Understanding Substance Use Recovery and Its Challenges
The journey of recovery from substance use disorders is multifaceted and often challenging. A significant part of this challenge stems from the newfound surplus of time that individuals in recovery suddenly find themselves confronted with (SAMHSA, 2018). During active addiction, much of one's day revolves around procuring and using drugs, leaving little room for other activities. In recovery, however, this structure dissolves, giving way to a void that can be overwhelming and a potential relapse trigger.
Time Management in Recovery
Proper time management is a crucial factor in successful recovery. A study by the National Institute on Drug Abuse (NIDA, 2012) noted that unstructured time can significantly increase the risk of relapse for individuals in recovery. The monotony and emptiness can become triggers for substance use, driving people back to old habits to fill the void.
Therefore, it is crucial to keep busy and foster a structured lifestyle. This can create a sense of normalcy and control over one's life, promoting a healthier mindset and decreasing the risk of relapse (NIDA, 2012).
Constructive Activities in Recovery
There are various ways to occupy your time productively during recovery. Here are some suggested activities:
- Exercise: Physical activity is a natural mood booster, helping to decrease feelings of depression, anxiety, and stress, which are common in recovery (NIDA, 2014). Establishing a regular exercise routine can help fill time while promoting overall health and wellbeing.
- Education: Pursuing education or learning new skills can be an effective way to spend time and enhance personal growth (SAMHSA, 2020). This could include attending local college classes, pursuing online learning, or learning a new hobby or craft.
- Volunteering: Volunteering provides a sense of purpose and community connection, which are essential components of recovery (ASAM, 2018). Many organizations offer opportunities to give back, which can keep you busy and improve your sense of self-worth.
- Employment: Securing a job can provide a regular routine and sense of responsibility, both of which can support recovery (SAMHSA, 2020). Many employers are understanding of recovery situations and provide necessary support.
- Meditation and Mindfulness: These practices can help manage stress, promote relaxation, and improve mental health (NIDA, 2014). Dedicate time each day to mindful activities such as yoga, meditation, or simple breathing exercises.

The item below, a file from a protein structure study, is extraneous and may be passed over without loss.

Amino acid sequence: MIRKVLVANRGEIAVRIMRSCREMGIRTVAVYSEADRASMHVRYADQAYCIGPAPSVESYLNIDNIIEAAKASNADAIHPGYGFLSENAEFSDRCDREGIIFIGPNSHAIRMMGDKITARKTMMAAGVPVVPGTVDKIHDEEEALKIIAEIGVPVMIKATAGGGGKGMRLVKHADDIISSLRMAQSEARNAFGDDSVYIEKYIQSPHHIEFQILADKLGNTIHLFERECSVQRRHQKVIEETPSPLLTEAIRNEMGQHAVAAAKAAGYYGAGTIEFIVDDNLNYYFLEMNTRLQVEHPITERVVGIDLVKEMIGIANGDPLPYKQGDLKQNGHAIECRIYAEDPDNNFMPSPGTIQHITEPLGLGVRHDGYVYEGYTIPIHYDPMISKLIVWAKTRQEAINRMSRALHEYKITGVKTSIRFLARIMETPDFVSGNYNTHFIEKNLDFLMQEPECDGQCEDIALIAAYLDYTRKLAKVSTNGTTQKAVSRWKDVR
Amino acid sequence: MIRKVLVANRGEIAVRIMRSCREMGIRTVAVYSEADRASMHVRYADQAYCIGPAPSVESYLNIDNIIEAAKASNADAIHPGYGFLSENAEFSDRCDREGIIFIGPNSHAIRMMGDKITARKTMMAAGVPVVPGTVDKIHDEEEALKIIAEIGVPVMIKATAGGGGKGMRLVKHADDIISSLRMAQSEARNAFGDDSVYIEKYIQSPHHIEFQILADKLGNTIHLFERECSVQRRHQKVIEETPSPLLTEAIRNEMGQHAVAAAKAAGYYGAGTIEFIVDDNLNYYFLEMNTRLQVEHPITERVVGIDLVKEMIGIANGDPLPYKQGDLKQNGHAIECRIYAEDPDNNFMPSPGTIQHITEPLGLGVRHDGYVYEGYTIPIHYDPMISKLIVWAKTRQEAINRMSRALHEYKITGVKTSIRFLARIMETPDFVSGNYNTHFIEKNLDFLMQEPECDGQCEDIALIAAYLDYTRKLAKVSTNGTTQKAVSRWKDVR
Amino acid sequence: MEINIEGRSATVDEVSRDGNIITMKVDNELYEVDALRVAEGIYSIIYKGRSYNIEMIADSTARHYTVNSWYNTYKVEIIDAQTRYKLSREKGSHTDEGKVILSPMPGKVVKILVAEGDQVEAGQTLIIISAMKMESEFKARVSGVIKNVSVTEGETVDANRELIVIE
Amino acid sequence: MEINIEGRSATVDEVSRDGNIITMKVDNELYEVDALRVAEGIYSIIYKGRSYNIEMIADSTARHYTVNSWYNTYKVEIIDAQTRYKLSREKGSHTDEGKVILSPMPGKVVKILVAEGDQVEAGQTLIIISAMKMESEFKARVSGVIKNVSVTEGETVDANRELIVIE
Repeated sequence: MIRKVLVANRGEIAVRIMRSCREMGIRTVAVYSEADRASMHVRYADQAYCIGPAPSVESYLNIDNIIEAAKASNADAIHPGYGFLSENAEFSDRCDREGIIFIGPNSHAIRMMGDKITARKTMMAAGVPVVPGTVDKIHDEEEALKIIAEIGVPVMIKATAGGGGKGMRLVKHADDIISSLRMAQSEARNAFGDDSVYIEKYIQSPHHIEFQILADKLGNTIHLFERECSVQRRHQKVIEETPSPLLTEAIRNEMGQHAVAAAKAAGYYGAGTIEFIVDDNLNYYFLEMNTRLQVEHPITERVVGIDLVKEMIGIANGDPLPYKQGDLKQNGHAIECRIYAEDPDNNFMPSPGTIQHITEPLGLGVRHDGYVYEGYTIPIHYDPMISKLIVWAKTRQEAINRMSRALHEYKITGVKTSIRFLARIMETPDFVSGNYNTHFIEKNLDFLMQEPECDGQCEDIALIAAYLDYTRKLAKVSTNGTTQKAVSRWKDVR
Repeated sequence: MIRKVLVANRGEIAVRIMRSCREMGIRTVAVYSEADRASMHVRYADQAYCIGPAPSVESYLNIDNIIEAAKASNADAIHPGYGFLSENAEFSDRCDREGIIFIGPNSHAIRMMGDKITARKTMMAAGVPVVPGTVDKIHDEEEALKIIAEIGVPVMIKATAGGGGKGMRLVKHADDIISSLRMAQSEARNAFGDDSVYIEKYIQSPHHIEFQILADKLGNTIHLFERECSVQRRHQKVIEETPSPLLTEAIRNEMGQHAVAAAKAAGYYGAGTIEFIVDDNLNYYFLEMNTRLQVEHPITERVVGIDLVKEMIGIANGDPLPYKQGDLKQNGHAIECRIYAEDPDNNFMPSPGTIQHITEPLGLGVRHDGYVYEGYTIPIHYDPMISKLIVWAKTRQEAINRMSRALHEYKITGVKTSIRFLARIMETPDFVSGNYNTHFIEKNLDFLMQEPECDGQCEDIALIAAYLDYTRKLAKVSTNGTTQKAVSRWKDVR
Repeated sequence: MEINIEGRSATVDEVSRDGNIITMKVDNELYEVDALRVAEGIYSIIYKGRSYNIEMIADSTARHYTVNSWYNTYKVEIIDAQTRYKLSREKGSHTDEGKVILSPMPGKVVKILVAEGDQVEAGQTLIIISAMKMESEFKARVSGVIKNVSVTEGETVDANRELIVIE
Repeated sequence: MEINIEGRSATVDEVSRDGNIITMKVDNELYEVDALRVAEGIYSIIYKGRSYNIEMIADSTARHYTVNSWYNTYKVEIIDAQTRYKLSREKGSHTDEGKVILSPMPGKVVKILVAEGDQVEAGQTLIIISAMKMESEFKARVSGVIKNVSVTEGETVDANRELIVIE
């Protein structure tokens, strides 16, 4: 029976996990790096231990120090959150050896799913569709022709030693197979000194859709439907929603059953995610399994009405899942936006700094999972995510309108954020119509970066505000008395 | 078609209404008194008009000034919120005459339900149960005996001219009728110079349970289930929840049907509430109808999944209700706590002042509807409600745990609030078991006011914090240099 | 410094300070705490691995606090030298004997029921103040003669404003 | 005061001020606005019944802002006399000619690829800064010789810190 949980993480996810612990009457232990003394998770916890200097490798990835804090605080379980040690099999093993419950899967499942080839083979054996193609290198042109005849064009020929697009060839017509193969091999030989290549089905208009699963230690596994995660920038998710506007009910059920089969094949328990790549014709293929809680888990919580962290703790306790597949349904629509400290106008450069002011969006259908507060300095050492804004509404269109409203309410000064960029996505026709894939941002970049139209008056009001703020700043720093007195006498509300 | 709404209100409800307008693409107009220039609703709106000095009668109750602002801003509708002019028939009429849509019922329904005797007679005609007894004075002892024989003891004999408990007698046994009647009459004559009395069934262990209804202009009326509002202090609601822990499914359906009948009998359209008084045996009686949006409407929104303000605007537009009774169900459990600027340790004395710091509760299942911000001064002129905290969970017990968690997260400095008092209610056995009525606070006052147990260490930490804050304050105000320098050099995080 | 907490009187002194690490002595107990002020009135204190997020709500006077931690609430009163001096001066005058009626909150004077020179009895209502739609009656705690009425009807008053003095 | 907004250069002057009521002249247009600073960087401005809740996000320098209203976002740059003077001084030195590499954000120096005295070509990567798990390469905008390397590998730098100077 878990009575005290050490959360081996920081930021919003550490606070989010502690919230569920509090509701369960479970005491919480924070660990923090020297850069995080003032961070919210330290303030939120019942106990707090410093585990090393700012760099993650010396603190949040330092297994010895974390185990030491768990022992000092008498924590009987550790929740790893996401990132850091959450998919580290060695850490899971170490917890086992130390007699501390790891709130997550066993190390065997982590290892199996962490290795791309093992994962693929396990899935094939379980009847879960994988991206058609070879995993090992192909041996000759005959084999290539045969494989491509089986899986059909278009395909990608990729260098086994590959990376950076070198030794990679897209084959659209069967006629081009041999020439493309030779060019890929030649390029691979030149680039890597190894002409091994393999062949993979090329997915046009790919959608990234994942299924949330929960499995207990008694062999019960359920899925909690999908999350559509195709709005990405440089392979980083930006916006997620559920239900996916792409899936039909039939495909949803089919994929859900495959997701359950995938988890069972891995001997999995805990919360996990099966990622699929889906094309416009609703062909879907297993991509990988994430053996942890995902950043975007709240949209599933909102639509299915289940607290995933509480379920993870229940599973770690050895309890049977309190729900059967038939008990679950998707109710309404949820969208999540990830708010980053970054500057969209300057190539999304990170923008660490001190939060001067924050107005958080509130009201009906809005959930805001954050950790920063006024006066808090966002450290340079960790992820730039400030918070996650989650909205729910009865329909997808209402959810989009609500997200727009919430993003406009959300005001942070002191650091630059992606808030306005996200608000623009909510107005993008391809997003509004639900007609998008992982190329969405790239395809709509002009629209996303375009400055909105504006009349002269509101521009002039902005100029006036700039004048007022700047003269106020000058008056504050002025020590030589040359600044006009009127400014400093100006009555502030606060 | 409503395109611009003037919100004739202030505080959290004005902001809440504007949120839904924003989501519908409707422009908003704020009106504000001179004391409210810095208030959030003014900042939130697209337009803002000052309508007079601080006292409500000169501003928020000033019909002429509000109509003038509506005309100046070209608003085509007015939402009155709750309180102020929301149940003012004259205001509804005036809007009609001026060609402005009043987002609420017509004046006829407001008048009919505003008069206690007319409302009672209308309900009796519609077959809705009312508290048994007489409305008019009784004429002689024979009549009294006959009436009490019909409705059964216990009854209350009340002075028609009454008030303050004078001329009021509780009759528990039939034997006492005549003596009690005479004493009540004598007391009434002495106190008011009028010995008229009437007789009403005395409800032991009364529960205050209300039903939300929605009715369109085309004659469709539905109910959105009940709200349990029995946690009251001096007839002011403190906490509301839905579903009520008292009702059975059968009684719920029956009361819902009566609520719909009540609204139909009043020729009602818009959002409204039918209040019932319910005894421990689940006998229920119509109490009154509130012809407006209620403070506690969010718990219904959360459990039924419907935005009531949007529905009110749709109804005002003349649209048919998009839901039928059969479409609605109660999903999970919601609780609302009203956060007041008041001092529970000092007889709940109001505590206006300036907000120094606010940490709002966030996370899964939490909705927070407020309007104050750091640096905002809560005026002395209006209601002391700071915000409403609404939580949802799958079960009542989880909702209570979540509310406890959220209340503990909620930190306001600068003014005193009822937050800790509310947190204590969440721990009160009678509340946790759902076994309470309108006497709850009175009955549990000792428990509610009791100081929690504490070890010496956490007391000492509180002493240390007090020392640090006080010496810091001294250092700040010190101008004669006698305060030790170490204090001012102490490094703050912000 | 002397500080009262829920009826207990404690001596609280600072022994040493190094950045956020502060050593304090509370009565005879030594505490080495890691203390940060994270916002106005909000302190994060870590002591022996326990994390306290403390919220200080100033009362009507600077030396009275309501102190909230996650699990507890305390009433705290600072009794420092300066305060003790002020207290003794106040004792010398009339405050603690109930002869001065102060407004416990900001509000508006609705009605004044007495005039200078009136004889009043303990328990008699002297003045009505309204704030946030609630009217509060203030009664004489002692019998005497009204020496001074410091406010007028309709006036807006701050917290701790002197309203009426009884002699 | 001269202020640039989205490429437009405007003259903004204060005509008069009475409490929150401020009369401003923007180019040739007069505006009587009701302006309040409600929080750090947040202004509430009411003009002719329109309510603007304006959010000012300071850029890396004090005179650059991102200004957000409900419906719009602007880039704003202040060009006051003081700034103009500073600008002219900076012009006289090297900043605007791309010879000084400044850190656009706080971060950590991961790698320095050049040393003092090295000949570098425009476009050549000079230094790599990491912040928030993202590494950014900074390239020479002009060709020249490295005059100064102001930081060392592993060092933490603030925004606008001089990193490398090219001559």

Therapeutic Strategies for Time Management
Apart from the above activities, some therapeutic strategies can help manage time in recovery. Cognitive-behavioral therapy (CBT) can be an effective tool, teaching individuals to identify and manage triggers that could lead to relapse (NIDA, 2018). This technique can help to devise a personalized time management plan.
Support groups, such as Narcotics Anonymous or Alcoholics Anonymous, also offer structure and community support, assisting individuals in establishing a routine that supports sobriety (ASAM, 2018).
Filling the Void with Meaningful Engagement
In the context of substance use recovery, it's essential to replace previous unhealthy habits with new, constructive ones. The American Society of Addiction Medicine (ASAM, 2018) stresses that the goal should not merely be to fill time but to engage in meaningful activities that promote personal growth, well-being, and a positive mindset. This includes establishing relationships, pursuing hobbies or interests, and maintaining a healthy lifestyle.
The challenge of finding new ways to occupy time during recovery should not be underestimated. However, with the right strategies and commitment, it's possible to constructively fill this void, creating a healthier, balanced lifestyle conducive to sustained recovery.
At MATClinics, our case managers are expert in coaching patients through the early stages of recovery.
Please reach out to us at firstname.lastname@example.org or 410.220.0720.
American Society of Addiction Medicine (ASAM). (2018). What is Addiction?.
National Institute on Drug Abuse (NIDA). (2012). Principles of Drug Addiction Treatment: A Research-Based Guide (Third Edition).
National Institute on Drug Abuse (NIDA). (2014). Drugs, Brains, and Behavior: The Science of Addiction.
National Institute on Drug Abuse (NIDA). (2018). Cognitive-Behavioral Therapy (Alcohol, Marijuana, Cocaine, Methamphetamine, Nicotine).
Substance Abuse and Mental Health Services Administration (SAMHSA). (2018). Recovery and Recovery Support.
Substance Abuse and Mental Health Services Administration (SAMHSA). (2020). Key Substance Use and Mental Health Indicators in the United States: Results from the 2019 National Survey on Drug Use and Health.